I had used Fender amps from the beginning: Supers, Pros, Twins, Bassmans, Bandmasters, but when Fender began bread boarding their amps, I became disillusioned with the response, performance, and reliability. I also have used Peavey Delta Blues, Marshall JCM 800 and 900 lead series….All of which have been adequately and happily replaced by the Pritchard Amplifier.
The Pritchard Amp is a highly technologically advanced amplifier that produces a wide array of vintage amplifier sounds. It is small, light, and powerful. Its harmonic clarity is completely unsurpassed by any amp in its price range and even more expensive amps don’t display the versatility of the Pritchard. I use a one channel “Black Dagger” model but two channel amps are available and offer even more flexibility for the discriminating musician. The amp is as loud as a Marshall Stack or a vintage Twin Reverb with better harmonic clarity. It produces great, full guitar tone AT LITERALLY ANY VOLUME which its vintage big brothers don’t do so it can be used in a small club setting or on a concert stage.
My effects are simple. I have always used an Ibanez TS9 Tube Screamer and a Boss DS1. I recently began using a Barber LTD Distortion device which is a lot like a Tube Screamer but has an internal presence and bass adjustment (if I had to choose one or the other I would choose the Barber LTD). In the past I used a Morley Wah pedal but have switched to the Zak Wylde Cry Baby…I like it better. I use a Digitec Delay pedal for slap-back on the Country stuff. I now use a Hardwire CR7 Stereo Chorus but not frequently. I occasionally use a 1962 Hammond Leslie from an old Hammond organ.
Like a lot of guitarists, I was initially drawn to the Les Paul. The first guitar I got was a 1972 Les Paul standard. I played it for 6 years until a good friend of mine bought me a Fender Stratocaster. I was amazed at the tonal possibilities of the Stratocaster and eventually purchased a 1962 Fender Strat. I played the ’62 for years and recorded my first record with it but it was stolen in 1995 and never recovered. I replaced it with a 1965 Strat and eventually, a 1972 Stat. In the late 1990’s I began playing Fender Telecasters and also loved them for their no nonsense, stripped down feel and sound. I have always played Gibson hollow bodies for playing straight ahead Jazz. I have owned many different Gibson hollow bodies over the years varying from 1919 to early 1970’s models, most noteably a 1956 ES 175 and also a war era ES 350 (I believe).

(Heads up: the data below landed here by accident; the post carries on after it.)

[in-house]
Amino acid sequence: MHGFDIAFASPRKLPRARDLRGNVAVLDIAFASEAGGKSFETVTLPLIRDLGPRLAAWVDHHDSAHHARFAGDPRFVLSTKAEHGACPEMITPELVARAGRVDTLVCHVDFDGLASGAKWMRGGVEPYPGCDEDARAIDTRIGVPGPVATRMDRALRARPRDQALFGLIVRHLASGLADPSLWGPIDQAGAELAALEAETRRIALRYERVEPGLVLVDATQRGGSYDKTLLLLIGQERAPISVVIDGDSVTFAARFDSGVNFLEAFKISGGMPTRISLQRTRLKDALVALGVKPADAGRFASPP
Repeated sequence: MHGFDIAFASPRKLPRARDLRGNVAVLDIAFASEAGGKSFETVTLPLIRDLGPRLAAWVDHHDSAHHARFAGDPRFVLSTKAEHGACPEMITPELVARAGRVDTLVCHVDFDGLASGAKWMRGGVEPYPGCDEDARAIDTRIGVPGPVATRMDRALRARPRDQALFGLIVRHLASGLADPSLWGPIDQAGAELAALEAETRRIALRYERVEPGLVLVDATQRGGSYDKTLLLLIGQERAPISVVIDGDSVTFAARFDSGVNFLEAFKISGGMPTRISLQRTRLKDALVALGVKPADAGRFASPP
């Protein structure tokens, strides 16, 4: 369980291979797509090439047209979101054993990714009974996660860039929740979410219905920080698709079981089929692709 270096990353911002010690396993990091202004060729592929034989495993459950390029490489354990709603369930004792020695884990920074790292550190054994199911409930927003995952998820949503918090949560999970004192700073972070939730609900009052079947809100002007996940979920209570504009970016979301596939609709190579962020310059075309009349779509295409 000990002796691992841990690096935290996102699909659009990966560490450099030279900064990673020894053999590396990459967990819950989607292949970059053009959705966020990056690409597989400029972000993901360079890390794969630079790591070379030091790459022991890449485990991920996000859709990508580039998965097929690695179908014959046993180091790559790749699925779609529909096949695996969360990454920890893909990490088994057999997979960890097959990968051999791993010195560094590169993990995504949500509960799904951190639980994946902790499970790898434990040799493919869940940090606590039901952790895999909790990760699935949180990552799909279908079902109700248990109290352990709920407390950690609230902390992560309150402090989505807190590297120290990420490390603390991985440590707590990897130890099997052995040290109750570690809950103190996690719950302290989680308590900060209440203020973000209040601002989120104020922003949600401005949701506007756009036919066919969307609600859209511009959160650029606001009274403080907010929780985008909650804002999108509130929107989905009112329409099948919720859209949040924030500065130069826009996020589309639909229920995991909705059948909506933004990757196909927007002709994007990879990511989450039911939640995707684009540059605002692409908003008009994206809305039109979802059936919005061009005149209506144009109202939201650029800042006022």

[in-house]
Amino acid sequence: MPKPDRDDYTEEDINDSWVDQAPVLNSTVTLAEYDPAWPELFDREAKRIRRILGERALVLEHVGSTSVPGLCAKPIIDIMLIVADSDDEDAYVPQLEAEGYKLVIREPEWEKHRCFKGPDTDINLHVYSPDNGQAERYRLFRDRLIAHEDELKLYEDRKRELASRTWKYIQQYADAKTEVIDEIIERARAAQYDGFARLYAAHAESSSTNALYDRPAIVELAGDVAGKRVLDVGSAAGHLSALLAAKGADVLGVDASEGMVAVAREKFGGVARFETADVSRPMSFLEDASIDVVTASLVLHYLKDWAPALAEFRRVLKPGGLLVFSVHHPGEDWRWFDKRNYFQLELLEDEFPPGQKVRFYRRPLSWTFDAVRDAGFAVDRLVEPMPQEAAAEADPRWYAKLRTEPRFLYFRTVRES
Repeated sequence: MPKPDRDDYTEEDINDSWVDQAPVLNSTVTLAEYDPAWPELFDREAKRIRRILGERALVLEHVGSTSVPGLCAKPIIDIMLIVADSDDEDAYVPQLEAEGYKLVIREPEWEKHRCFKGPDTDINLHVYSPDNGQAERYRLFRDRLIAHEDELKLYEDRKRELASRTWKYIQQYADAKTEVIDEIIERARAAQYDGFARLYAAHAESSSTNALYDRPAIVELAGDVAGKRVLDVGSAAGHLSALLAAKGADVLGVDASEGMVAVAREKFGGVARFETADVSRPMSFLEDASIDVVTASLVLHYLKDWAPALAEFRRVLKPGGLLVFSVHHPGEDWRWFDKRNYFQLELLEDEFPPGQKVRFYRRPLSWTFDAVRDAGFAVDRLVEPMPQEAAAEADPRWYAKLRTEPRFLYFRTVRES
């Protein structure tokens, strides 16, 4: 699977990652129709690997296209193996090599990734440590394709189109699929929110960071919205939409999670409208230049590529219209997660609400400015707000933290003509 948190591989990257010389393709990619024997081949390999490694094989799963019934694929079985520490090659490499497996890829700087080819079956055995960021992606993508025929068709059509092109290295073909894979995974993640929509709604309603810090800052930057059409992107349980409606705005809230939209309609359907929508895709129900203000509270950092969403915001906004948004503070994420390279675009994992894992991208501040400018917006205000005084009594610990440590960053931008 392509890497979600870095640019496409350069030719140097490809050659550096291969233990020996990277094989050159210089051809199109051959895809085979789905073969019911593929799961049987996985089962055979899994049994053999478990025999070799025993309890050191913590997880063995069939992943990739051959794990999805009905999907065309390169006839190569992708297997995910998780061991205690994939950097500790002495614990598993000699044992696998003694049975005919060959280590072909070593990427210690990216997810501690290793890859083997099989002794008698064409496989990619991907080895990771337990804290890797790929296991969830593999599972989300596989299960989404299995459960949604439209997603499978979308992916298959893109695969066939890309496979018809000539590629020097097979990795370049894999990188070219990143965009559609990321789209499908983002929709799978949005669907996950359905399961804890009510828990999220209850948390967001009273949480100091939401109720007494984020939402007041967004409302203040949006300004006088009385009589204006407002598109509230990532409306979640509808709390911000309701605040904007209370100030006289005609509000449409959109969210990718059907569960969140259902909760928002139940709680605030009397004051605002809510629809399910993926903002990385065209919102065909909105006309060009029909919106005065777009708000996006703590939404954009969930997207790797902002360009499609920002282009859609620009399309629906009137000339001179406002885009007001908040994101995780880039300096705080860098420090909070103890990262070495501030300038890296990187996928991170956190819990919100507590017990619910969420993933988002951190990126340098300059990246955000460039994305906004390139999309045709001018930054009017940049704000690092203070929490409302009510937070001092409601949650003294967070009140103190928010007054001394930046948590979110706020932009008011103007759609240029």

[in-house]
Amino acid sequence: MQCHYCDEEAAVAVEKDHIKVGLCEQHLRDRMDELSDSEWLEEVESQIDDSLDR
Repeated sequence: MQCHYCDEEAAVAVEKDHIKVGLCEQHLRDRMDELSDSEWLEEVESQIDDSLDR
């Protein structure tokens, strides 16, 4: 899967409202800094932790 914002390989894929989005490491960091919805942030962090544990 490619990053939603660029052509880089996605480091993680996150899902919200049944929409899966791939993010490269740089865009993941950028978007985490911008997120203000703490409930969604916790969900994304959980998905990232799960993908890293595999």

I became disillusioned with the Fender guitars about the time they began making them in Mexico and after investigating custom shop guitars which were very pricey, I began making my own guitars. I call them Hummingbirds and I now own the Hummingbird Guitar Co. The first guitar I made was what I call a “Telebastard” (don’t laugh). I made it with a hammer and a chisel from a block of ash. It is completely hollow with a chambered sustain block. The top is Cherry and it has bent Maple binding. Telebastards are 1 inch wider, ½ inch longer, and one half inch thicker than a Fender Tele but because they are hollow, they sound richer and have a way better acoustic response than a solid or semi hollow Telecaster. I also created the “Stratobastard” which is shaped like the Telebastard but hollow under only the pickguard….yet still the tone is more rich than a standard Stat.
I also began making my own Arch Tops and now use that I call the “Monarch” which is a carved back and top hollow body arch top. It is a fine guitar for my purposes.
In my electrics, I use a various assortment of pick ups but I always make sure they ohm out at below 6k. The low ohm pick ups coupled with the increase acoustic response of my hollow electrics allow for unsurpassed warmth and punch. As a matter of fact, many people have commented on my records, thinking my Telebastard was an archtop. That’s how warm they sound.
I use GHS only…Boomers to be exact, in the following gauges: 11-15-18-28-38-52 on both the Telebastard and the Stratobastard. GHS Strings, for me, are the best. They seem to have tighter winds and they are a little less “round-wound” than their competitors, from my observation.
I use small hard picks for my hybrid picking style. Dunlop Jazz III will work yet many companies make a similar, just as useful pick.